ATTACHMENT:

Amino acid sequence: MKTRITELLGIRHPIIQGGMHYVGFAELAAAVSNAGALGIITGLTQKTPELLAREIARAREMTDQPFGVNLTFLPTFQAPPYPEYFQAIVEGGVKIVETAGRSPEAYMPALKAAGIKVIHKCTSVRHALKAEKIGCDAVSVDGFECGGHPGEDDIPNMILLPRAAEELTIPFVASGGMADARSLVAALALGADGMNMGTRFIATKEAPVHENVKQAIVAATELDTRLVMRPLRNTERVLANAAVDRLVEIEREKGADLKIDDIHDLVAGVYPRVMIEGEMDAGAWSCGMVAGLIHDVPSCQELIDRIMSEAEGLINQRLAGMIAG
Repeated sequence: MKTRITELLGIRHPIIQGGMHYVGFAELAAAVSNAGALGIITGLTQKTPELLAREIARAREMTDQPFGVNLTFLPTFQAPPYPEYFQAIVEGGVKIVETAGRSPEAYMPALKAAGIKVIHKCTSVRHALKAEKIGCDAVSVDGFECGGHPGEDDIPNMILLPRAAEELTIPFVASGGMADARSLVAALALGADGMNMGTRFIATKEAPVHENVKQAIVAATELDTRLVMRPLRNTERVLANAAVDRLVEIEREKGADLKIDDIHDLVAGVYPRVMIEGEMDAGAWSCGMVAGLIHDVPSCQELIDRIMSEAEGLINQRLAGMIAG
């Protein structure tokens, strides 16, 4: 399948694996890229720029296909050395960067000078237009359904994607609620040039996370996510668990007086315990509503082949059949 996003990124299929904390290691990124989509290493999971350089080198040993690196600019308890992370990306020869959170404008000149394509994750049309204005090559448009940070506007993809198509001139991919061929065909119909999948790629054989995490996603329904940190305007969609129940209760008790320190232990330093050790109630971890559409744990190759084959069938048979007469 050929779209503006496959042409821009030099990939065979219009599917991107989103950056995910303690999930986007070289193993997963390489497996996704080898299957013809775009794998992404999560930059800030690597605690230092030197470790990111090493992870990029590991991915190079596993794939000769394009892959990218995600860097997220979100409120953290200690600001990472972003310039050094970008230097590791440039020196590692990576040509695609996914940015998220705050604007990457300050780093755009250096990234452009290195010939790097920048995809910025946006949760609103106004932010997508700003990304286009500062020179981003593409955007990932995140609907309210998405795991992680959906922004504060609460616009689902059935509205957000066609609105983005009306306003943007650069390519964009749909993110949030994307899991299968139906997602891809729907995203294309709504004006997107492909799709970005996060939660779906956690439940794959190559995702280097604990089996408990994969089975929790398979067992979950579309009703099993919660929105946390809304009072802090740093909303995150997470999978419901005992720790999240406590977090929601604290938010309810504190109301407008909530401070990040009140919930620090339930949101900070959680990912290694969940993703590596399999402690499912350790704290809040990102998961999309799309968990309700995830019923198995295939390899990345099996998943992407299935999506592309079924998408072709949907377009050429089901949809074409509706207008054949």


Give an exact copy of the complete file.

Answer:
Amino acid sequence: MKTRITELLGIRHPIIQGGMHYVGFAELAAAVSNAGALGIITGLTQKTPELLAREIARAREMTDQPFGVNLTFLPTFQAPPYPEYFQAIVEGGVKIVETAGRSPEAYMPALKAAGIKVIHKCTSVRHALKAEKIGCDAVSVDGFECGGHPGEDDIPNMILLPRAAEELTIPFVASGGMADARSLVAALALGADGMNMGTRFIATKEAPVHENVKQAIVAATELDTRLVMRPLRNTERVLANAAVDRLVEIEREKGADLKIDDIHDLVAGVYPRVMIEGEMDAGAWSCGMVAGLIHDVPSCQELIDRIMSEAEGLINQRLAGMIAG
Repeated sequence: MKTRITELLGIRHPIIQGGMHYVGFAELAAAVSNAGALGIITGLTQKTPELLAREIARAREMTDQPFGVNLTFLPTFQAPPYPEYFQAIVEGGVKIVETAGRSPEAYMPALKAAGIKVIHKCTSVRHALKAEKIGCDAVSVDGFECGGHPGEDDIPNMILLPRAAEELTIPFVASGGMADARSLVAALALGADGMNMGTRFIATKEAPVHENVKQAIVAATELDTRLVMRPLRNTERVLANAAVDRLVEIEREKGADLKIDDIHDLVAGVYPRVMIEGEMDAGAWSCGMVAGLIHDVPSCQELIDRIMSEAEGLINQRLAGMIAG
């Protein structure tokens, strides 16, 4: 399948694996890229720029296909050395960067000078237009359904994607609620040039996370996510668990007086315990509503082949059949 996003990124299929904390290691990124989509290493999971350089080198040993690196600019308890992370990306020869959170404008000149394509994750049309204005090559448009940070506007993809198509001139991919061929065909119909999948790629054989995490996603329904940190305007969609129940209760008790320190232990330093050790109630971890559409744990190759084959069938048979007469 050929779209503006496959042409821009030099990939065979219009599917991107989103950056995910303690999930986007070289193993997963390489497996996704080898299957013809775009794998992404999560930059800030690597605690230092030197470790990111090493992870990029590991991915190079596993794939000769394009892959990218995600860097997220979100409120953290200690600001990472972003310039050094970008230097590791440039020196590692990576040509695609996914940015998220705050604007990457300050780093755009250096990234452009290195010939790097920048995809910025946006949760609103106004932010997508700003990304286009500062020179981003593409955007990932995140609907309210998405795991992680959906922004504060609460616009689902059935509205957000066609609105983005009306306003943007650069390519964009749909993110949030994307899991299968139906997602891809729907995203294309709504004006997107492909799709970005996060939660779906956690439940794959190559995702280097604990089996408990994969089975929790398979067992979950579309009703099993919660929105946390809304009072802090740093909303995150997470999978419901005992720790999240406590977090929601604290938010309810504190109301407008909530401070990040009140919930620090339930949101900070959680990912290694969940993703590596399999402690499912350790704290809040990102998961999309799309968990309700995830019923198995295939390899990345099996998943992407299935999506592309079924998408072709949907377009050429089901949809074409509706207008054949």